Rupinder packed a bag for the baby – who was still at daycare – and handed it across to his wife. When he came back outside with a second bag five minutes later, the water was so high he couldn’t get across.
Amrita watched as the water drew higher and higher, and Rupinder eventually disappeared from view.
“I couldn’t see him anywhere. I thought I’d lost him,” Amrita says. By then, she was standing on the other side of the floodwaters, screaming. As she waited, a neighbour’s tiny house floated down the street.
Rupinder eventually made it to safety, escaping out a window at the back of the house to a neighbour’s property, after the water inside reached his waist. But the couple are clear: they can’t live here any more, it’s too dangerous. And neither should anyone else.
‘We lost everything’
Amrita and Rupinder are part of a group of West Auckland homeowners in the Swanson stream catchment asking authorities to step in and buy their flood-affected properties, so they can leave.
West Auckland Is Flooding (WAIF) is advocating for a “managed retreat” – a process where people are relocated, and their properties turned into parks or reserves.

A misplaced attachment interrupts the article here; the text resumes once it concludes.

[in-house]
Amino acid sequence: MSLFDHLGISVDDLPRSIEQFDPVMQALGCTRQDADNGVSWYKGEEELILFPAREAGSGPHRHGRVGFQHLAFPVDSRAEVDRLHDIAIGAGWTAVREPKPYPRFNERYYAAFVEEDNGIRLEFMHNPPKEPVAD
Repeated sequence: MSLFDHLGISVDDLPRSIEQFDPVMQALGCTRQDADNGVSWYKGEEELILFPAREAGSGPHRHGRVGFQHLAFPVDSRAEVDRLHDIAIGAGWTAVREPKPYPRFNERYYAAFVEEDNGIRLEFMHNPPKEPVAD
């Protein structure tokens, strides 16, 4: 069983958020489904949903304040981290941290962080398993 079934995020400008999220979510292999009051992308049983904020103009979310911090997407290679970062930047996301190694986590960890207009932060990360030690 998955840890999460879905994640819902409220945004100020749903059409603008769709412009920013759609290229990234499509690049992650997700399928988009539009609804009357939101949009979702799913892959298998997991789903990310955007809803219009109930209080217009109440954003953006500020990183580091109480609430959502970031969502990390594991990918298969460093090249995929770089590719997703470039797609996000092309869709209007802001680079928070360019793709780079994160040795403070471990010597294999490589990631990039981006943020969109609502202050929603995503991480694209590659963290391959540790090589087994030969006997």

The campaign is backed by the MP for Te Atatu Phil Twyford, who has been working with about 60 families in eight neighbourhoods in the Swanson catchment since the floods in 2021.
A report found the flooding was partly due to blockages in the Waimoko stream, and partly due to geography and the overpowering force of the “1 in 100 year” flood.
Aftwards, Twyford petitioned the council to put in place a management plan for the stream, which it seemed keen to do.
But by early this year, nothing concrete had happened, and the residents had instead focused on repairing their homes – many living in makeshift accommodation while the rebuilds were underway.
One homeowner, Tracey Pilgrim and her husband lived in a container at their Urlich Rd property for a year. The August 2021 flood had damaged their house so badly the insurance company wrote it off entirely.